And hoping #2 is having a great time at the party!
And hoping #2 is having a great time at the party!
When previously we discussed books, #2 had recommended Secrets of Drearcliff Grange School. #1 now vehemently recommends this book as well. Sooooo good. DC1 also loved it.
Speaking of DC1 and books about magical schools, both DC1 and I have really enjoyed the The Ever Afters Series by Shelby Bach, about a fairytale after school program. I couldn’t put the second book down, though I had to put the third book down from time to time because, like with Harry Potter, that’s when stuff gets real. We have the final book on hold at the library. (Currently reading!)
I’ve started reading Elizabeth Hoyt. Her books are fine, but it is true they are a bit repetitive. Probably best not to read all of them in a row, but to just pick out the best or to take long breaks between. Check out, don’t buy. Think late 18th century batman complete with revenge motives. Lots of batmans with lots of different revenge motives (including the standard dead parents) and different Arthurs and different aristocratic super villains. Also, for some reason, dogs. Duke of midnight was going fine until an attempted rape of a minor character whose sole purpose was as a macguffin and to show the good character of a male character, and shortly after the hero roughly shakes the heroine until it hurts her. Ugh. The next book in the series has a minor female character beaten to death (in the past) as another macguffin (also as character development for the heroine and another villain). And after that Dearest Rogue has rape of a minor female character (in the past) as macguffin and character development for the hero! Also attempted rape of the heroine. Good grief, can’t she come up with any other way to drive the plot or develop character? But if you don’t mind the violence-against-women-as-macguffin-and-character-development trope…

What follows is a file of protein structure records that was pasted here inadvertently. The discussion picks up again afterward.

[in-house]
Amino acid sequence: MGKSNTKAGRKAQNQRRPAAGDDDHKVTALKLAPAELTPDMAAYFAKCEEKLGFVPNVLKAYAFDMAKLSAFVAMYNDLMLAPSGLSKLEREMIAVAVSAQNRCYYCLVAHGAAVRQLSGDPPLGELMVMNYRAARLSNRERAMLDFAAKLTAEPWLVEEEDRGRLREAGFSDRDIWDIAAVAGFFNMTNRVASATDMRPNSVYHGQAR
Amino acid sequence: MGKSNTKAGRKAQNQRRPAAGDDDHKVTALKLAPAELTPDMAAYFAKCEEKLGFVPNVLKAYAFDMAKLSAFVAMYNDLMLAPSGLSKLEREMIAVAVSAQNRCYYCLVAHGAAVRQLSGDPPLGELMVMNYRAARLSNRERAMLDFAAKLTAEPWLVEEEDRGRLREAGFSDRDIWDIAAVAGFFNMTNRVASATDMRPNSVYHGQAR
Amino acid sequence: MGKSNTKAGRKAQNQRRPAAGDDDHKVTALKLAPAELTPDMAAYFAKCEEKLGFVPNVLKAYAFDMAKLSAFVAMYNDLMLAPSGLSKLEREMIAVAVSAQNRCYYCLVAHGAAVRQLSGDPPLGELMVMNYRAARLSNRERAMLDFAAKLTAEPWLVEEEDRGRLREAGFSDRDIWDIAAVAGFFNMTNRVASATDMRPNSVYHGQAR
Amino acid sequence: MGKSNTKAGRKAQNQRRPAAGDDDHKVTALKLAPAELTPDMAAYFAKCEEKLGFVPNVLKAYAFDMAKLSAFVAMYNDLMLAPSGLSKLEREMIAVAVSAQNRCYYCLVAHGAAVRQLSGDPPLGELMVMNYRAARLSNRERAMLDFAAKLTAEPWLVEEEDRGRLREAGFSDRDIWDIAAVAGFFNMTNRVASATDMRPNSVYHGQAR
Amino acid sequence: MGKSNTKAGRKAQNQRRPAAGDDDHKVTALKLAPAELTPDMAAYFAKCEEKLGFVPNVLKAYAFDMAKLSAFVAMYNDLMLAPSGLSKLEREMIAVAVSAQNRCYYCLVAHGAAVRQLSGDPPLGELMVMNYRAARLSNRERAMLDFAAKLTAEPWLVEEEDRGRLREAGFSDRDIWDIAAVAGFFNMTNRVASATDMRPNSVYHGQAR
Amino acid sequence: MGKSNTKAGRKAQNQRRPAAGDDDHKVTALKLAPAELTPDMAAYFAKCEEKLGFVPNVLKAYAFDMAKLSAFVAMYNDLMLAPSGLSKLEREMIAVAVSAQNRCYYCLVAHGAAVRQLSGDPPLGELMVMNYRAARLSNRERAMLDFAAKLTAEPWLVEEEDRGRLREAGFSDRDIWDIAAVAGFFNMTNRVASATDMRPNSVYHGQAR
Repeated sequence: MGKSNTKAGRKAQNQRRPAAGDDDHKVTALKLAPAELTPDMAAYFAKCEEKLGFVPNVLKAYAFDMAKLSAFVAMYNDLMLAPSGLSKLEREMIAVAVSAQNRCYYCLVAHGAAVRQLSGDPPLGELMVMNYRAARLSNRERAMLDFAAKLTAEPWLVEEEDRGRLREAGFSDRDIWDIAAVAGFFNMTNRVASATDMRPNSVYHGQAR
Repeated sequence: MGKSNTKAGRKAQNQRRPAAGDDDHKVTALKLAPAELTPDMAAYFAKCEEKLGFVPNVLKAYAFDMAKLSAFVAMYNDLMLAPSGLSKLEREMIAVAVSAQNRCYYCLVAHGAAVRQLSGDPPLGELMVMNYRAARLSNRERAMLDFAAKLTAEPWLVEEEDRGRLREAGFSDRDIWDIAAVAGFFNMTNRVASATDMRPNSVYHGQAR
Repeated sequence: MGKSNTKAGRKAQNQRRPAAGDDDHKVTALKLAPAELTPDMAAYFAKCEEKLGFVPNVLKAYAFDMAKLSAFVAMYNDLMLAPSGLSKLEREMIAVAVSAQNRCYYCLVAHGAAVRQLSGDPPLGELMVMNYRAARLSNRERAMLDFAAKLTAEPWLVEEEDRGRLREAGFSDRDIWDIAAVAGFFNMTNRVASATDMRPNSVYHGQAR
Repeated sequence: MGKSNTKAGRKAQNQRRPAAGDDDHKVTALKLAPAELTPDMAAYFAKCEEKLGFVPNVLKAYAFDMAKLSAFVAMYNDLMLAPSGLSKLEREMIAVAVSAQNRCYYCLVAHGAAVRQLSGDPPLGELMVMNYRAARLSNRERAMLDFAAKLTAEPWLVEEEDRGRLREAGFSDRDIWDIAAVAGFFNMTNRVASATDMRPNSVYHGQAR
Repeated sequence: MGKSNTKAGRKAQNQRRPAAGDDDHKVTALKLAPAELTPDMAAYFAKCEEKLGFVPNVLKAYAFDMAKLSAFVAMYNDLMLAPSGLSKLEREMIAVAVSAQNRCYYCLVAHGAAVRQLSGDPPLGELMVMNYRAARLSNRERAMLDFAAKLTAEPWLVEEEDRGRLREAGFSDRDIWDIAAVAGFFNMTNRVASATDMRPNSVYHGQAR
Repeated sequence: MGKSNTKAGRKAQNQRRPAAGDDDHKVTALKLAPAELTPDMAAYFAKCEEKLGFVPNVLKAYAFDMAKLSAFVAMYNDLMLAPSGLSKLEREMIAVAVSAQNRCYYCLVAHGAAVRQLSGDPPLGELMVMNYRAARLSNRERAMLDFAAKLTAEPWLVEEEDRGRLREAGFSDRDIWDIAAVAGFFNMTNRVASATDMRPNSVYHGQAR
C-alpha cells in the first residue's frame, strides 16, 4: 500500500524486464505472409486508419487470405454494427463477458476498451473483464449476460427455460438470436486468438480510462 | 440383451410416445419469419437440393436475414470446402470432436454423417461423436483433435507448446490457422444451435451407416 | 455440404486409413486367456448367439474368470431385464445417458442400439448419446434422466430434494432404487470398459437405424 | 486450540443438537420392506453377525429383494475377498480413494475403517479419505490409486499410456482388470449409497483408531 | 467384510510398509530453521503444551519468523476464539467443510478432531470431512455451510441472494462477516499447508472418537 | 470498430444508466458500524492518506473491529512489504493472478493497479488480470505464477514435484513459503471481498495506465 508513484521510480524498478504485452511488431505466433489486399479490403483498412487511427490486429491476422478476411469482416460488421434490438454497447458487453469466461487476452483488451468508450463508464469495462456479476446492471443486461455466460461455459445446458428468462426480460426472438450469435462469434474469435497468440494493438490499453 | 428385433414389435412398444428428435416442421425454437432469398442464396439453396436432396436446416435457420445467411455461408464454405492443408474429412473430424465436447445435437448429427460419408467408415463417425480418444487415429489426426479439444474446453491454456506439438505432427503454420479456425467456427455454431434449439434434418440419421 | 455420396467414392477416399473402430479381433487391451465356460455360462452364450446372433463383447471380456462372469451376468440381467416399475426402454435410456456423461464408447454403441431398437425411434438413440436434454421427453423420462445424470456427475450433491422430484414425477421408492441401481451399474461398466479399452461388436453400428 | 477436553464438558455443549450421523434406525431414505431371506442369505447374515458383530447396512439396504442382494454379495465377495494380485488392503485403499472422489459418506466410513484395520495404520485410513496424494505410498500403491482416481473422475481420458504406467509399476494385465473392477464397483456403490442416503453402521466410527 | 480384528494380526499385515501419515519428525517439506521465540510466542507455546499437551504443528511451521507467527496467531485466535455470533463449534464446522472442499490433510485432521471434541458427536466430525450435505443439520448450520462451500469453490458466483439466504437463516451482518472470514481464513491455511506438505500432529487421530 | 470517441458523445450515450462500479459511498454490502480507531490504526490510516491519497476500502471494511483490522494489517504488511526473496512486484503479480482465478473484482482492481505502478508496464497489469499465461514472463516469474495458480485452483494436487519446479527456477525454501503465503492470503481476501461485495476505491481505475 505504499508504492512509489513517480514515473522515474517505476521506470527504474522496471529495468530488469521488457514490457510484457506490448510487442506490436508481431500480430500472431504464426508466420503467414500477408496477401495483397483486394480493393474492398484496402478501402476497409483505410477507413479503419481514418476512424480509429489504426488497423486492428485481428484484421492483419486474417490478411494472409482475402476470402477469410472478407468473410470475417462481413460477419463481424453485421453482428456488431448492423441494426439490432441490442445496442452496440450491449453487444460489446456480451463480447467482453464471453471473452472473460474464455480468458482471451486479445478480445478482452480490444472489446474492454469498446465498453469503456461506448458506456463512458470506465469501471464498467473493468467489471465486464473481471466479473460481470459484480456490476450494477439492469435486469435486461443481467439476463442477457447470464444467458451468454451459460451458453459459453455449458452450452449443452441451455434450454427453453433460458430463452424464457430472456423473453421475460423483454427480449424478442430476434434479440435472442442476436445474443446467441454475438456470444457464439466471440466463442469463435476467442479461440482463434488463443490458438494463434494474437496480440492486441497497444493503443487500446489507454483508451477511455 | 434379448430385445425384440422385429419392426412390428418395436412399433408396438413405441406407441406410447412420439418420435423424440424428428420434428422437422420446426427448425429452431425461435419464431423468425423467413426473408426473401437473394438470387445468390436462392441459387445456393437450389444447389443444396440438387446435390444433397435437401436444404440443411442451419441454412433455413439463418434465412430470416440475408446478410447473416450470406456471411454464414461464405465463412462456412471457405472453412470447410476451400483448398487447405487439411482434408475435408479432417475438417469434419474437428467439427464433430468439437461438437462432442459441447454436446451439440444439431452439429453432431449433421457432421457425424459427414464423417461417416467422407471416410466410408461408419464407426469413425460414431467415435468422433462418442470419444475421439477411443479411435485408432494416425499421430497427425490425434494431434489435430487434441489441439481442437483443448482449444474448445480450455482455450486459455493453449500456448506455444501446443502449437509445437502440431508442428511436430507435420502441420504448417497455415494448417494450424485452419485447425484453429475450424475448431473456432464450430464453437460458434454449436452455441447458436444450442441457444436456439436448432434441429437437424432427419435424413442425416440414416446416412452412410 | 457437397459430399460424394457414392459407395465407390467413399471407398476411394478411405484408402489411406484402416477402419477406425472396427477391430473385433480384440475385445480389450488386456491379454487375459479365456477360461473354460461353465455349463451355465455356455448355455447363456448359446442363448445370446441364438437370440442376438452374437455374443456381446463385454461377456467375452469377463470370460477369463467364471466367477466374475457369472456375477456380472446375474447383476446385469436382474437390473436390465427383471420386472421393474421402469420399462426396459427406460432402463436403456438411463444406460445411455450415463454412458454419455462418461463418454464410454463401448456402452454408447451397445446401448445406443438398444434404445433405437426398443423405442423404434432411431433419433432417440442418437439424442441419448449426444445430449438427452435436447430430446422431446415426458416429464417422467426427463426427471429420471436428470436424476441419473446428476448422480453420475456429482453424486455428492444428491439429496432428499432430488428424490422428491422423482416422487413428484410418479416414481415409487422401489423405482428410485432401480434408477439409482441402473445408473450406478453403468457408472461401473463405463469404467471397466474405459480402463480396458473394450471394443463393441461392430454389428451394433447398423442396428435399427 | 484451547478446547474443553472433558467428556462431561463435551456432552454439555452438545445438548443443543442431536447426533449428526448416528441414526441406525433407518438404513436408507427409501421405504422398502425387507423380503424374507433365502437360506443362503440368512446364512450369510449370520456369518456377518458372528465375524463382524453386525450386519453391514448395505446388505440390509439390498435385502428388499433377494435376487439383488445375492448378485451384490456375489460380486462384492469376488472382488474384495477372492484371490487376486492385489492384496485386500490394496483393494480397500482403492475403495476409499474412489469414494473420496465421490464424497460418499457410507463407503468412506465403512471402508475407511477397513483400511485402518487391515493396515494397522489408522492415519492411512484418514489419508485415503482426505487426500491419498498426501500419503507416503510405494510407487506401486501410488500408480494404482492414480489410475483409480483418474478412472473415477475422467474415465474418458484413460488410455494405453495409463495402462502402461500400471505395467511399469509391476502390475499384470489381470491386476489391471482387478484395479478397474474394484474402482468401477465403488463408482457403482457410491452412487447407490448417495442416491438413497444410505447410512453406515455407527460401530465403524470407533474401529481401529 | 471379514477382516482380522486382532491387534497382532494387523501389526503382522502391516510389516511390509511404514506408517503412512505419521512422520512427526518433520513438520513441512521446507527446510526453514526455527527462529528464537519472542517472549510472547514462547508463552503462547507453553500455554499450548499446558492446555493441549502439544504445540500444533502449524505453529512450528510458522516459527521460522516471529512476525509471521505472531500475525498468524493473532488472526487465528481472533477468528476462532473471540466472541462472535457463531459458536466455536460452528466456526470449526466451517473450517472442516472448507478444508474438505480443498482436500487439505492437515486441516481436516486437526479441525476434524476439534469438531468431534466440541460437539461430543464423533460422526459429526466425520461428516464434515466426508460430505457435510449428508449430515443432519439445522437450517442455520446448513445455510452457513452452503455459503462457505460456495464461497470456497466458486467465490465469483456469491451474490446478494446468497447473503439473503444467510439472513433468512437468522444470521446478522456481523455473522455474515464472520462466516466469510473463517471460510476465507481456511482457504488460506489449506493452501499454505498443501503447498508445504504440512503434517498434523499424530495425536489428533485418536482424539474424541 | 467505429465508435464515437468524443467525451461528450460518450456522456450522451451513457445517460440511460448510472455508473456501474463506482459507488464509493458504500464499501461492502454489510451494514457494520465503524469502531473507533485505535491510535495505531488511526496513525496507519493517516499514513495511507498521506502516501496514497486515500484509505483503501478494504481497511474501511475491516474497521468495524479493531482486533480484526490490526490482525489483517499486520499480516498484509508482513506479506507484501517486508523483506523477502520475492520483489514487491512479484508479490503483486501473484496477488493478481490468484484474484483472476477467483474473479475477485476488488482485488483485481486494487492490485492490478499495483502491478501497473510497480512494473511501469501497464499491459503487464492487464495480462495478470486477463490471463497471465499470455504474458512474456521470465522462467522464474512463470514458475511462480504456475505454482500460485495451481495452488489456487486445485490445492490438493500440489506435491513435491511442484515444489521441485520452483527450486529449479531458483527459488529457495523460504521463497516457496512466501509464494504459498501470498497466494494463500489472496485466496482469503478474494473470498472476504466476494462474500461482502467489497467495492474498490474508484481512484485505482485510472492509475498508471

This Rake of Mine by Elizabeth Boyle was great fun if you can completely suspend your disbelief and ignore historical accuracy (the main complaints in low star reviews). If you think of it as a farce it’s fun! Though about 3/4 of the way through there’s a couple of spots where the author obviously ran out of time (and the editor didn’t fix it) and told rather than showed. Not great literature, but no sexual violence against women! Along came a duke though was super boring and I skipped most of the middle. That could have used less writing. Her highest rated, the viscount who lived down the lane was fine but could have used editing. I think I will not seek out the rest of her stuff.